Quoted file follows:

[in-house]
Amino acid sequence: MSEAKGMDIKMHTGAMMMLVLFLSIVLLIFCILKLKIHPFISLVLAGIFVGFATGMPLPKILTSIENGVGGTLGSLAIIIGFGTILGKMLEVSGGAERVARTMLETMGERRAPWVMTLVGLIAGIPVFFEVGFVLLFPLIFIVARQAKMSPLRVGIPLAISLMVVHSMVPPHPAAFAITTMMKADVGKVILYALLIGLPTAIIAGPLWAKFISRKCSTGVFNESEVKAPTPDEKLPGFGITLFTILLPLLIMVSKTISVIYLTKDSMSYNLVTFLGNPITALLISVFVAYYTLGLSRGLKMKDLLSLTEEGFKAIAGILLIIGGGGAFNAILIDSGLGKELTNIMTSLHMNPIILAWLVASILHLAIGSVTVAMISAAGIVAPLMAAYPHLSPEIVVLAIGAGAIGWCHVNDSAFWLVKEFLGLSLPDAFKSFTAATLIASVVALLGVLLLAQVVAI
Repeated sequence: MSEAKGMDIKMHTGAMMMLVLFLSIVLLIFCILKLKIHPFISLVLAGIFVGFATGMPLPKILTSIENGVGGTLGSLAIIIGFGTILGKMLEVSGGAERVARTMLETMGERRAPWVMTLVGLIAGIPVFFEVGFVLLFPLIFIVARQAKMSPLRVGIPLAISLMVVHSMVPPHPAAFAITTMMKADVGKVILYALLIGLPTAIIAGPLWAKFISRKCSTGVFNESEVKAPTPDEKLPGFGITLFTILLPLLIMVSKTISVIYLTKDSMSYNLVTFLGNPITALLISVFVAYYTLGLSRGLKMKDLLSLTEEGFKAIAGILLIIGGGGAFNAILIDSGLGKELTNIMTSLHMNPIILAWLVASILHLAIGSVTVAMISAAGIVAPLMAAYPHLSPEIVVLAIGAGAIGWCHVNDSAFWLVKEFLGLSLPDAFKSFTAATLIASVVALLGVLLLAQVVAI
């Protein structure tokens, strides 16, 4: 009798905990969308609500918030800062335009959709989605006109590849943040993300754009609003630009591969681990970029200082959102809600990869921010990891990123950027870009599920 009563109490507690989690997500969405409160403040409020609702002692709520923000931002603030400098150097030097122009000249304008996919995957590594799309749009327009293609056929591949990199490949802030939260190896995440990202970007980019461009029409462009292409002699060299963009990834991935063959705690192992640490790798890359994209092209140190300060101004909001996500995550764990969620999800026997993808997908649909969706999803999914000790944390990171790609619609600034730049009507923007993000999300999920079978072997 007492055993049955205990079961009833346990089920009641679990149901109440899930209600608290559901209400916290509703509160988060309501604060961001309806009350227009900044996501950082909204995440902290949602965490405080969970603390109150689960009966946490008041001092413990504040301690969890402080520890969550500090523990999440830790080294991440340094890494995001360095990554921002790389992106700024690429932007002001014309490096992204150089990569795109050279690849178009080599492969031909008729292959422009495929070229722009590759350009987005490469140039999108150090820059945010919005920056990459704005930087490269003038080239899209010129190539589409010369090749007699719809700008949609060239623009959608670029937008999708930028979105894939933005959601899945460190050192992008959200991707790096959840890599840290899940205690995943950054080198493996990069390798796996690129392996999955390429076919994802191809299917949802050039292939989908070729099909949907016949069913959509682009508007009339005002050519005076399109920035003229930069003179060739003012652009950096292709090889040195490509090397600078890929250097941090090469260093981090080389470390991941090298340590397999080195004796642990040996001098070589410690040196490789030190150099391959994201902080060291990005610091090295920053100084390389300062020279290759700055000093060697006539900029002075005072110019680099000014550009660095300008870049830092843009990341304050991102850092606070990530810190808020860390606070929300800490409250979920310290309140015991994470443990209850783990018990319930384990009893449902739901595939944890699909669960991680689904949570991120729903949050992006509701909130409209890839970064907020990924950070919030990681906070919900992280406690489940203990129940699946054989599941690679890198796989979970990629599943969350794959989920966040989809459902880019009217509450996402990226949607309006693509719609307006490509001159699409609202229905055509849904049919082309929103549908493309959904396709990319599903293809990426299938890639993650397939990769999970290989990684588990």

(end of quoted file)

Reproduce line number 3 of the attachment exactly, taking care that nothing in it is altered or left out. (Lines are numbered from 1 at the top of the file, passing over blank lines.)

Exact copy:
Repeated sequence: MSEAKGMDIKMHTGAMMMLVLFLSIVLLIFCILKLKIHPFISLVLAGIFVGFATGMPLPKILTSIENGVGGTLGSLAIIIGFGTILGKMLEVSGGAERVARTMLETMGERRAPWVMTLVGLIAGIPVFFEVGFVLLFPLIFIVARQAKMSPLRVGIPLAISLMVVHSMVPPHPAAFAITTMMKADVGKVILYALLIGLPTAIIAGPLWAKFISRKCSTGVFNESEVKAPTPDEKLPGFGITLFTILLPLLIMVSKTISVIYLTKDSMSYNLVTFLGNPITALLISVFVAYYTLGLSRGLKMKDLLSLTEEGFKAIAGILLIIGGGGAFNAILIDSGLGKELTNIMTSLHMNPIILAWLVASILHLAIGSVTVAMISAAGIVAPLMAAYPHLSPEIVVLAIGAGAIGWCHVNDSAFWLVKEFLGLSLPDAFKSFTAATLIASVVALLGVLLLAQVVAI